exploitation of the Moor from the earliest prehistoric period onwards. The
well-preserved and often visible relationship between settlement sites, field
systems, ceremonial and funerary monuments as well as later industrial remains
provides significant insights into successive changes in the pattern of land
use through time.
Holy wells are water sources with specifically Christian associations. The
custom of venerating springs and wells as sacred sites is also known to have
characterised pre-Christian religions in Britain. Although Christian wells
have been identified from the 6th century AD, it is clear that some holy wells
originated as earlier sacred sites. The cult of holy wells continued
throughout the medieval period. Its condemnation at the Reformation (c.1540)
ended new foundations but local reverence and folklore customs at existing
holy wells often continued, in some cases to the present day. The holy wells
sometimes functioned as sites for baptism but they were also revered for less
tangible reasons which may have origins in pre-Christian customs, such as
folklore beliefs in the healing powers of the water and its capacity generally
to effect a desired outcome to future events. Associated rituals often
evolved, usually requiring the donation of an object or coin, to retain the
'sympathy' of the well for the person seeking its benefits. At their simplest,
holy wells may be unelaborated natural springs with associated religious
traditions. Structural additions may include lined well-shafts or conduit
heads on springs, often with a tank to gather the water at the surface. The
roofing of walled enclosures to protect the water source and define the sacred
area created well-houses which may be simple, unadorned small structures
closely encompassing the water source, or larger buildings, decorated in the
prevailing architectural style and facilitating access with features such as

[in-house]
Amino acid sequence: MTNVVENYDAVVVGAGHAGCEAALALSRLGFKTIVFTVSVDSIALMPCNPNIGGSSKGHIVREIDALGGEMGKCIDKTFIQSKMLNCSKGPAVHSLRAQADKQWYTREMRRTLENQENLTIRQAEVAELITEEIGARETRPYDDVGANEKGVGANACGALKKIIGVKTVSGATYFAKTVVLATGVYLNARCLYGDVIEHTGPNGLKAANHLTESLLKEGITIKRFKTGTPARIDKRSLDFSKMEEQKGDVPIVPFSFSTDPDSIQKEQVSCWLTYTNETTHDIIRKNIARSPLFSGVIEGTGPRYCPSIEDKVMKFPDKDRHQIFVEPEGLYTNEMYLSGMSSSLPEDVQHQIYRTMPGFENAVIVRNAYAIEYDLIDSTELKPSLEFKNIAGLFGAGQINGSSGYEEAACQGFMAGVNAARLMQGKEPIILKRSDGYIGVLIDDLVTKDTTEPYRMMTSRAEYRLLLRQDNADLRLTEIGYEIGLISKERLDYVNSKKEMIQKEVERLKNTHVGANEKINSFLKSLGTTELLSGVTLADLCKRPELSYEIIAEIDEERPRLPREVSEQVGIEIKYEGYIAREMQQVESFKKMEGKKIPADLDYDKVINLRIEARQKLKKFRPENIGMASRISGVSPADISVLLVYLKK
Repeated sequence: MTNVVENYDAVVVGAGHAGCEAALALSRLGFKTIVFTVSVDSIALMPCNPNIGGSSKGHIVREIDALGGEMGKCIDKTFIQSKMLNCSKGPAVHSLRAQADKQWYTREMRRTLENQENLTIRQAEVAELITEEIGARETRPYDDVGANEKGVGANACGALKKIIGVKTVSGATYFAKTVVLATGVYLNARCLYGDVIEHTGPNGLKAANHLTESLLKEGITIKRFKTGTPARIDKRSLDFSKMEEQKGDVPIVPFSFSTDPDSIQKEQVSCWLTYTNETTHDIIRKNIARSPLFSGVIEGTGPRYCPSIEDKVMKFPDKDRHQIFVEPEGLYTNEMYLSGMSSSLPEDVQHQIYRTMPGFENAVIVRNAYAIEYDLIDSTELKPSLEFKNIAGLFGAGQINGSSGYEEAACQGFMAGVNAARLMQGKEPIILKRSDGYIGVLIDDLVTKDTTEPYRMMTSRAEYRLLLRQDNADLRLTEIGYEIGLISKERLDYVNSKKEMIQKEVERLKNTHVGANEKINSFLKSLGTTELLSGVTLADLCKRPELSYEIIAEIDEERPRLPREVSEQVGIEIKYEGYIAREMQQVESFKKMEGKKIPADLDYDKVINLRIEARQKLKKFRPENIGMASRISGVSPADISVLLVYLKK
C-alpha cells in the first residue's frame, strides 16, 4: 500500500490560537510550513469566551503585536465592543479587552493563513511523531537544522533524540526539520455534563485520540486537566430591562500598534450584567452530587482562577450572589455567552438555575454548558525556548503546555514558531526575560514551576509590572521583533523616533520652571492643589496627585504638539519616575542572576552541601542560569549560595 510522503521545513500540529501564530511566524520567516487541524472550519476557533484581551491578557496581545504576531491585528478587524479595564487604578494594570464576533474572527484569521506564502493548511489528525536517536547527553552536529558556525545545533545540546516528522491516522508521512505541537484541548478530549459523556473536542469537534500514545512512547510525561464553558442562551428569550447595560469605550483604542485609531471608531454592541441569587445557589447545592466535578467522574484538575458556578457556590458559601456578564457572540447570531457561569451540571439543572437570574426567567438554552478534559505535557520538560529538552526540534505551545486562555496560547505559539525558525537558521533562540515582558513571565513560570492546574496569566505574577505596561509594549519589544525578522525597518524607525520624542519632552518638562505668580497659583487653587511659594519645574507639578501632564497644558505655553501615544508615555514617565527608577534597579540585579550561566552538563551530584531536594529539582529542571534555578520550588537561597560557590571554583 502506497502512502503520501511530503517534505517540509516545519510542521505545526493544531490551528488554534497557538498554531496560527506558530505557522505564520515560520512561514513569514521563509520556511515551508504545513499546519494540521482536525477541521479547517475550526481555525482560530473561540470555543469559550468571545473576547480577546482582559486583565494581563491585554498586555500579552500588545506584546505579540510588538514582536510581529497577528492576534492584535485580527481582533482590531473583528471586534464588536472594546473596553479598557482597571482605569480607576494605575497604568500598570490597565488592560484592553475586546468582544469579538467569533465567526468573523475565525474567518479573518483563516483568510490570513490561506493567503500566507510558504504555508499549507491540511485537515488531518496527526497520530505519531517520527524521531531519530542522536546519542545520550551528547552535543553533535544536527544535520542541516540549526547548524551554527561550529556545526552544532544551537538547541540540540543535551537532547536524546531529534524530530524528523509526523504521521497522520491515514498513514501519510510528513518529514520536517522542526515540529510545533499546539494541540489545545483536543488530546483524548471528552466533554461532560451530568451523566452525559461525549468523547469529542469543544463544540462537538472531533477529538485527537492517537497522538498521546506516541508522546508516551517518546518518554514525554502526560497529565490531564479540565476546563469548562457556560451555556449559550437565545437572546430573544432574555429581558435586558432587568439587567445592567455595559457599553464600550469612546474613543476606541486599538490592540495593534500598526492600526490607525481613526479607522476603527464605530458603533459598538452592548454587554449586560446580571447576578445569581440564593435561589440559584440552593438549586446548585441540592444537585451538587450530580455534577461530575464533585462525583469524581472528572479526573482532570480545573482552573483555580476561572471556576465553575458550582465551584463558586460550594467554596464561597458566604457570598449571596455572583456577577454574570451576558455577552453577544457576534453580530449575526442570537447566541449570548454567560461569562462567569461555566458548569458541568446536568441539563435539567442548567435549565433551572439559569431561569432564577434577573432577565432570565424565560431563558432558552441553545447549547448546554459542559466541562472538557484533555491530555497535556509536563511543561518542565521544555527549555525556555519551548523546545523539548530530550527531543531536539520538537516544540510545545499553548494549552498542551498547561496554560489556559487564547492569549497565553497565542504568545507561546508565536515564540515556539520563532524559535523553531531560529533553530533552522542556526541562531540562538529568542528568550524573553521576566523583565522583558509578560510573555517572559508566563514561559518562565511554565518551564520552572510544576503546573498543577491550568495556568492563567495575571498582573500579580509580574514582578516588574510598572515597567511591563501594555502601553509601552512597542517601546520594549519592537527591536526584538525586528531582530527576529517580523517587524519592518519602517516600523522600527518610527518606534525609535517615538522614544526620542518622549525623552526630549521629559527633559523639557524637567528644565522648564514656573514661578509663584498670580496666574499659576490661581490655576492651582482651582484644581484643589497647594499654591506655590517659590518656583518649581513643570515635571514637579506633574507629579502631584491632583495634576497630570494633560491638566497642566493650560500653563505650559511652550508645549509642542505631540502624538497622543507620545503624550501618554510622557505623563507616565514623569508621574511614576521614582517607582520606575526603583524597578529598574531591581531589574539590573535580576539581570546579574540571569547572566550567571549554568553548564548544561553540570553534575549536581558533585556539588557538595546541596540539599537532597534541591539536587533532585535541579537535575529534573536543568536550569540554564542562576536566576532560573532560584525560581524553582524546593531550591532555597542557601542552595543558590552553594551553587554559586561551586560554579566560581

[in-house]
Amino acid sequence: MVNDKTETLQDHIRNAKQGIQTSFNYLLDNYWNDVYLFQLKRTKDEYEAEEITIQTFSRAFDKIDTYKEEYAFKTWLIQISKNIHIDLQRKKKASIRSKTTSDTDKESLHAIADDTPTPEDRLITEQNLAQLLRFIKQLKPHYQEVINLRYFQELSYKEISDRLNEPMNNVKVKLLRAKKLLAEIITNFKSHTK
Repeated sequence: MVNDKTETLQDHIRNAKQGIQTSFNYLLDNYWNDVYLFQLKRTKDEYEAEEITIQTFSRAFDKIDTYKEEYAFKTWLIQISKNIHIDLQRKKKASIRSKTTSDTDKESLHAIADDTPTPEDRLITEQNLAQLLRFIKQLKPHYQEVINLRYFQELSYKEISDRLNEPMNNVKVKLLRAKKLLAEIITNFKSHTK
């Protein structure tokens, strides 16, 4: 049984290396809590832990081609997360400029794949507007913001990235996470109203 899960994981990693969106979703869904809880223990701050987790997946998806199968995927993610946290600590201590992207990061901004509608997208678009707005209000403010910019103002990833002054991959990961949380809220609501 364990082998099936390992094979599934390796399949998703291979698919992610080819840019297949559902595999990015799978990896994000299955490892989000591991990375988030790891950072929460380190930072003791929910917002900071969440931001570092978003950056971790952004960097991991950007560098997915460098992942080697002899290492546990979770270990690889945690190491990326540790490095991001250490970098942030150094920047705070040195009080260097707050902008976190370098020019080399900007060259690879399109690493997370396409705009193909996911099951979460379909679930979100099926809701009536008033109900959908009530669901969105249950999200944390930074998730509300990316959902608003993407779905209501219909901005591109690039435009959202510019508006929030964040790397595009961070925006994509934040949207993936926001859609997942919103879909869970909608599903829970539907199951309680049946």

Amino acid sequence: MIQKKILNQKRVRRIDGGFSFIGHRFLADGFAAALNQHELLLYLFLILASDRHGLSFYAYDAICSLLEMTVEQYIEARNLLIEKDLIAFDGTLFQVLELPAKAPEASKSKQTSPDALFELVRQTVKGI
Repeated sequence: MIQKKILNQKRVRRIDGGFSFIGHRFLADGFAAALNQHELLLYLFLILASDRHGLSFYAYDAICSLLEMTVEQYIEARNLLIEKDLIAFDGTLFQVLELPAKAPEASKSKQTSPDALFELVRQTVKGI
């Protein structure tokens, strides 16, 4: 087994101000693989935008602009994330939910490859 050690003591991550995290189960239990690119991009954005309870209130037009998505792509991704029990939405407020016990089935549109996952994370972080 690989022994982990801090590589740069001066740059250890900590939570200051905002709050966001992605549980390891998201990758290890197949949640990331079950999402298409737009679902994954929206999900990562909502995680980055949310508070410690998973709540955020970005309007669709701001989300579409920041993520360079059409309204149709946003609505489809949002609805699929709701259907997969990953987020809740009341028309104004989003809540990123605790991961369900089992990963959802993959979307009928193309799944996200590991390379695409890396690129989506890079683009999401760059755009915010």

steps to the water source and open areas with stone benching where visitors
might shelter. At their greatest elaboration, chapels, and sometimes churches,
may have been built over the well or adjacent to the well-house. The number of
holy wells is not known but estimates suggest at least 600 nationally. Of
these, over 200 are recorded from Cornwall, providing one of the highest
densities of surviving examples. The seven holy wells known on Bodmin Moor
form a topographically distinct sub-group containing several of the major
types of holy well. They provide important information on the nature of
religious beliefs and practices and on the relationship between religion and
the landscape during the medieval period.

This holy well on the north-western slope of Roughtor has survived well.
Despite some minor disturbance restricted to the upper courses of the chamber
and the roof, this simple well-house is virtually intact and has not been
excavated or subject to any other recorded or visible ground disturbance.
Coupled with the presence of the spring still contained by the well chamber
and still flowing out its original course down the peaty hillside, this will
produce rare waterlogged deposits in and around the well contemporary with its
construction and use. Its proximity to other medieval ecclesiastical monuments
about Roughtor summit shows clearly one of the important relationships between
religious activity and the topography in this period. The monument's proximity
to extensive Bronze Age settlement, ritual and funerary sites illustrates
changing land use in this upland area between the prehistoric and medieval

Source: Historic England


Bond, C.J., Monument Class Description: Holy Wells, (1990)
consulted 1992, Carter, A./CAU/RCHME, 1:2500 AP plots for SX 1380-1 & SX 1480-1,
consulted 1992, CAU, 1:1000 Bodmin Moor Survey plan; SX 1481 SE,
consulted 1992, Cornwall SMR entry for PRN 3308,
consulted 1992, Cornwall SMR entry for PRN 3383,
pp.305-7. Holy Well, CAU/English Heritage, Bodmin Moor, Cornwall. An evaluation for the MPP, (1990)

Source: Historic England